History TabletopGame / WildTalents

28th Oct '17 12:49:39 PM nombretomado
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* HybridOverkillAvoidance: Averted and played straight simultaneously. Averted, because as long as you've got the points, you can be whatever the hell you want and the system can take it. Played straight in that the only significant advantage in being, say, [[ChristianHumberReloaded a half-demon half-dragon cyborg wolf vampire Saiyan]] would be resistance to Nullify powers.

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* HybridOverkillAvoidance: Averted and played straight simultaneously. Averted, because as long as you've got the points, you can be whatever the hell you want and the system can take it. Played straight in that the only significant advantage in being, say, [[ChristianHumberReloaded [[Fanfic/ChristianHumberReloaded a half-demon half-dragon cyborg wolf vampire Saiyan]] would be resistance to Nullify powers.
19th Jul '17 11:13:35 PM justanid
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''Wild Talents'' is a roleplaying game from Arc Dream Publishing. A sequel to Godlike in both mechanics and setting, it's massively expanded from the original into a hugely adaptable superhero game specializing in bizarre superheroes and other super-empowered beings.

The heart of the game mechanics is the One Roll Engine, which [[ExactlyWhatItSaysOnTheTin is based around resolving actions in a single roll.]] One attack roll, for instance, will tell you if you hit, where you hit, and how hard and fast you hit. There is a great deal of emphasis on flexibility and customization. There are loads of optional rules for streamlining the rules, adding complexity, or lowering or raising the lethality of combat--the latter in particular, as the basic game is ''extremely lethal.'' Wear a helmet.

The most impressive feature is the extensive and wide-open superpower creation rules, allowing for complex or unusual supernatural abilities expressed in a simple fashion. You first buy your Archetype, which is composed of a Source and Permission. Sources are where you get your powers from, Permissions are what you can do. You can pick multiple sources if you wish (for instance, a mutant who's also bolted into a suit of power armor would have the Genetic and Science sources), and if you want a grab bag of random powers, you can always pick the Super permission (to make like Silver-age Superman). After that, you can buy Hyperstats (for super-strength, super-intelligence, etc.), Hyperskills (for super-martial-arts, super-hacking, etc.), and/or Miracles, which cover the flatly impossible (eye lasers, subdermal armor, projecting your soul out of your body, being a Martian, etc.)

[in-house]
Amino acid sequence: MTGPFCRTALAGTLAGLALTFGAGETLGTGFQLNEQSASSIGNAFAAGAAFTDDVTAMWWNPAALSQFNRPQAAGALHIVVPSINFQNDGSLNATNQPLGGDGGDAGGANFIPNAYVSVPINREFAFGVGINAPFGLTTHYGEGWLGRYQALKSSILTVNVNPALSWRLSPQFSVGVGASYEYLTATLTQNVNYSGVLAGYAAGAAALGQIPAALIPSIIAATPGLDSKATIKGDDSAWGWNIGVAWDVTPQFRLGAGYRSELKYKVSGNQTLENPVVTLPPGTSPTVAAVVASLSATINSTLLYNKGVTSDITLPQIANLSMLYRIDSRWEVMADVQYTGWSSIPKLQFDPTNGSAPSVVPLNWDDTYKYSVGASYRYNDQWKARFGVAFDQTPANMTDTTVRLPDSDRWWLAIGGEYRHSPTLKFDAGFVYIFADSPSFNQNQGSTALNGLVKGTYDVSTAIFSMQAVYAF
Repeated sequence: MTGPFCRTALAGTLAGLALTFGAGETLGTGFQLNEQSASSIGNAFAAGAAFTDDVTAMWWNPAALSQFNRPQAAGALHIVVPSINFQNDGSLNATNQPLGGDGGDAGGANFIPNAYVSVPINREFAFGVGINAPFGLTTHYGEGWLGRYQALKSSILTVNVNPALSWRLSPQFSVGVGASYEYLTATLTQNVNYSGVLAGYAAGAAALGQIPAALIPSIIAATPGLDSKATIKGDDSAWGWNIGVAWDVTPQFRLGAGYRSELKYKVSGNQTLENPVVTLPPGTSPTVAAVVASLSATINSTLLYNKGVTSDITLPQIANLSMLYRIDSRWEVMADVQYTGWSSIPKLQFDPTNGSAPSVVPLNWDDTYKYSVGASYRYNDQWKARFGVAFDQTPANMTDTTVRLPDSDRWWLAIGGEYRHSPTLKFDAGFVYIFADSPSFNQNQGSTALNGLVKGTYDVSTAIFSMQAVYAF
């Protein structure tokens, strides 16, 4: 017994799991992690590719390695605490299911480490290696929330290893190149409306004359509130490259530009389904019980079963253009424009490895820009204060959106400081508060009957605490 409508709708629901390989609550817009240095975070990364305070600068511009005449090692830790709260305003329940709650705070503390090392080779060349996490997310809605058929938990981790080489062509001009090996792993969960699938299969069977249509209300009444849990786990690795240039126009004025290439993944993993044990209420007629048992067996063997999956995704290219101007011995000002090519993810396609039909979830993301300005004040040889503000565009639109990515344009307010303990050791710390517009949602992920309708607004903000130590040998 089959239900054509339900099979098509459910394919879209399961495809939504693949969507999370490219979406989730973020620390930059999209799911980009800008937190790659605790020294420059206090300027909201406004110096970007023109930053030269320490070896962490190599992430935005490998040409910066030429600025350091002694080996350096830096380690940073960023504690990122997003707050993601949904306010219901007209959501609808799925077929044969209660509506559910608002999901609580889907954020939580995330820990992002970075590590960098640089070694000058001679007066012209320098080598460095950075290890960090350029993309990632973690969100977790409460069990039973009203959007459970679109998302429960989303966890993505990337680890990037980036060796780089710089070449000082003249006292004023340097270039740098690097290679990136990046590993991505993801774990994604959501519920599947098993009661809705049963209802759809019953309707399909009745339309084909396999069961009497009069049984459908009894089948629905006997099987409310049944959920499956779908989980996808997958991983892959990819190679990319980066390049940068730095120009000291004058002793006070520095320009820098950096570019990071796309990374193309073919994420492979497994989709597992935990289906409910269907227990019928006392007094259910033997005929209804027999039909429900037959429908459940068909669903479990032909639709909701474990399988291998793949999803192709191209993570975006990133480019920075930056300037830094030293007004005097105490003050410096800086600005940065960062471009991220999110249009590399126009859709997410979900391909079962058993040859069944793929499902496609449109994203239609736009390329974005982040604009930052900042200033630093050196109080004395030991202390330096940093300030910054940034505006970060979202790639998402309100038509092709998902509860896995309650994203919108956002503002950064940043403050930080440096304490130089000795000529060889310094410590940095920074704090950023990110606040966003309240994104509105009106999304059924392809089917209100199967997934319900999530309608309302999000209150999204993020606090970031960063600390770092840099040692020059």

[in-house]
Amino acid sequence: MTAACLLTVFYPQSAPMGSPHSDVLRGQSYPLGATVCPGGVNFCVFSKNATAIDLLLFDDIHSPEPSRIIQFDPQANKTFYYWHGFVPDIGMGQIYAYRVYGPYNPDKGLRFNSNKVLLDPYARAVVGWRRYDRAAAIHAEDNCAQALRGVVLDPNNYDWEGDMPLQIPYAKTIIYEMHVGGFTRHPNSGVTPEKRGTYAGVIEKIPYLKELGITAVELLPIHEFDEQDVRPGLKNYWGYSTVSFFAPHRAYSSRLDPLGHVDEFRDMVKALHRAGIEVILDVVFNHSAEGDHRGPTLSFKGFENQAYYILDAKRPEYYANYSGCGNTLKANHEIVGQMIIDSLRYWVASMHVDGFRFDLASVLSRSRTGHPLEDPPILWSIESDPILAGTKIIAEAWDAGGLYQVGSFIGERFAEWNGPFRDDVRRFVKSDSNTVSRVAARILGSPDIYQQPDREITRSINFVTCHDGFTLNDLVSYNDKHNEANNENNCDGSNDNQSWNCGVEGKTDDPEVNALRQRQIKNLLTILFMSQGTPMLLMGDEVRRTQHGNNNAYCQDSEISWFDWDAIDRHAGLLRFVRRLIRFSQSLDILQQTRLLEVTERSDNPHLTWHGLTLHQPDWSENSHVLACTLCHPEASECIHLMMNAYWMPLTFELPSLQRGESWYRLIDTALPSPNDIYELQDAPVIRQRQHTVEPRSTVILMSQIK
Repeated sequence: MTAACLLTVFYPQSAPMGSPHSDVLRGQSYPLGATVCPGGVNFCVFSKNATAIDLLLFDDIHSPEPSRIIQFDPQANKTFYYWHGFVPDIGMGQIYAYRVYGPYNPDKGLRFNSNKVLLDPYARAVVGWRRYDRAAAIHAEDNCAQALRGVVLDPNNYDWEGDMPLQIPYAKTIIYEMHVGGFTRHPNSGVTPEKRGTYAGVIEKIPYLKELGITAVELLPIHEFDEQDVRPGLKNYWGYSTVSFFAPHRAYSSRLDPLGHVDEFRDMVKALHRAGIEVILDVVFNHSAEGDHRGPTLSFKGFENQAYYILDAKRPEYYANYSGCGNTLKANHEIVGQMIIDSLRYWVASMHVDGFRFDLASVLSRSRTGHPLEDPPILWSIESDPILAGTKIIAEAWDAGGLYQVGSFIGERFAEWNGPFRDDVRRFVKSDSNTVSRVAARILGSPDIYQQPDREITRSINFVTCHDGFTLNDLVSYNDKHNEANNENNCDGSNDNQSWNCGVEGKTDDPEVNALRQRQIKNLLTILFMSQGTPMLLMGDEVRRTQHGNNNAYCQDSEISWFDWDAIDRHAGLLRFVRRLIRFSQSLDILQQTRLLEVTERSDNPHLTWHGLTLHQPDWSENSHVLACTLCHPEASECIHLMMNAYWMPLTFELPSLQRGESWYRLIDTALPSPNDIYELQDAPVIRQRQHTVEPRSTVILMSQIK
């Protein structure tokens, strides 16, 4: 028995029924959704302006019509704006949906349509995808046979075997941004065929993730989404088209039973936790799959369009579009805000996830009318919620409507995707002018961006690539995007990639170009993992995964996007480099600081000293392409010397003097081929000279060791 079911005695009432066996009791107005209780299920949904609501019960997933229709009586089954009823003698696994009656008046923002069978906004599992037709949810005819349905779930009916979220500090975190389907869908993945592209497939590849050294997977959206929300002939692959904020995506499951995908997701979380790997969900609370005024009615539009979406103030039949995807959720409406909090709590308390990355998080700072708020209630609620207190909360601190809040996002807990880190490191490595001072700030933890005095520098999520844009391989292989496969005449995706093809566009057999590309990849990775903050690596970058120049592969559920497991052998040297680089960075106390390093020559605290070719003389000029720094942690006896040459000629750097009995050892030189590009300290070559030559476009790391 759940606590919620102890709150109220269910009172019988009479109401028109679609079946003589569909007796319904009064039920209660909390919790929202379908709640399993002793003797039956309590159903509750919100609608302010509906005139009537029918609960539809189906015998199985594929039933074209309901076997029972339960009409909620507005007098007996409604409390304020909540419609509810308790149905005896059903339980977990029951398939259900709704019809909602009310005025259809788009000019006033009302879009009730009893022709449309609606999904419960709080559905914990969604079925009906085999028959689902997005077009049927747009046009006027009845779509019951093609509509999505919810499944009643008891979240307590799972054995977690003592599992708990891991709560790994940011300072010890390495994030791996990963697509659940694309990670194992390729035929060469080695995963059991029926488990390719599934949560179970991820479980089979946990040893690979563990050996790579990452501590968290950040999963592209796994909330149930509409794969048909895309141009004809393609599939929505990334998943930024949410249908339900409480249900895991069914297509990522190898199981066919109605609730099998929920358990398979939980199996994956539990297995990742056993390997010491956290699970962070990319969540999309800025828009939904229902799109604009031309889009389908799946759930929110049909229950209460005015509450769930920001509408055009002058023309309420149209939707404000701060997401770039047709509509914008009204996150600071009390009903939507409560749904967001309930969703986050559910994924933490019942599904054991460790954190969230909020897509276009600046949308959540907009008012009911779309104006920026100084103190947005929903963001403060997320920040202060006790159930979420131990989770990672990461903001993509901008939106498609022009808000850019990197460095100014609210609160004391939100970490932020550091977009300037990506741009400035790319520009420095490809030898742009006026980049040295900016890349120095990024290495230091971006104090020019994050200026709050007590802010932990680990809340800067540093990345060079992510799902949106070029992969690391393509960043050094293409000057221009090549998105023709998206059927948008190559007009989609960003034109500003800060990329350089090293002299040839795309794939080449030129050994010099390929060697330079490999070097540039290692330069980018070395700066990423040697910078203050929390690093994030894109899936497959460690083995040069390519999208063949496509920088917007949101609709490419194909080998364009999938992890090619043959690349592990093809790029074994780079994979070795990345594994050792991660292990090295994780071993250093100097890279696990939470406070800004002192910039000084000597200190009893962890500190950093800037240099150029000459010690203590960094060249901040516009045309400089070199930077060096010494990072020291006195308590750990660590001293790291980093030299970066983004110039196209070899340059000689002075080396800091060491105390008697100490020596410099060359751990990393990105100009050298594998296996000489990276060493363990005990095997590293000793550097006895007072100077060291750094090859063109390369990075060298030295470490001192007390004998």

Miracles are built on three qualities--Attacks, Defends, and Useful. Each represents one way a power can be used. For example, Spider-Man's webs can be used to attack (shooting web balls), defend (pull him out of the way of attacks), and be useful (swing from building to building, tie up foes, and be used for web-like stuff). In Wild Talents terms, you'd buy ADUUU--one Useful for swinging, one Useful for tying, and a Useful with Variable Effect to represent Everything Else. Add Extras, Flaws, and you get the cost per die. Voila! Your own superpower!

The heart of the game's ''settings,'' however, is the open defiance of ReedRichardsIsUseless; its main theme is "If you can change the world, ''how'' does the world change?" With two exceptions (''This Favored Land,'' intended to be The Civil War [[RecycledInSpace WITH SECRET SUPERHEROES!]], and ''eCollapse,'' a dark ''ComicBook/{{Transmetropolitan}}''-esque satire), every setting is dramatically altered by the presence of "talents," the game's term for DifferentlyPoweredIndividual types. While Godlike's talents made the world a weirder place, the end results of World War II are recognizable. Contrariwise, after World War II, history goes OffTheRails with dramatic ferocity, creating an elaborate hi-tech AlternateHistory full of heroes, villains, the uncanny, and the all-too-human, described in loving and elaborate detail. Other settings, such as ''Grim War,'' ''This Favored Land,'' ''The Kerberos Club,'' ''Progenitor,'' and ''eCollapse'' all take the concept of superheroics in a different and fascinating direction. Kenneth Hite's essay "Changing the Course of Mighty Rivers" explains how you can make your own.

Definitely worth a look. The base rules are only 10 bucks (5 for a .pdf) if you don't want to get the giant hardback version, and versions of ''The Kerberos Club'' for TabletopGame/SavageWorlds and FATE are available.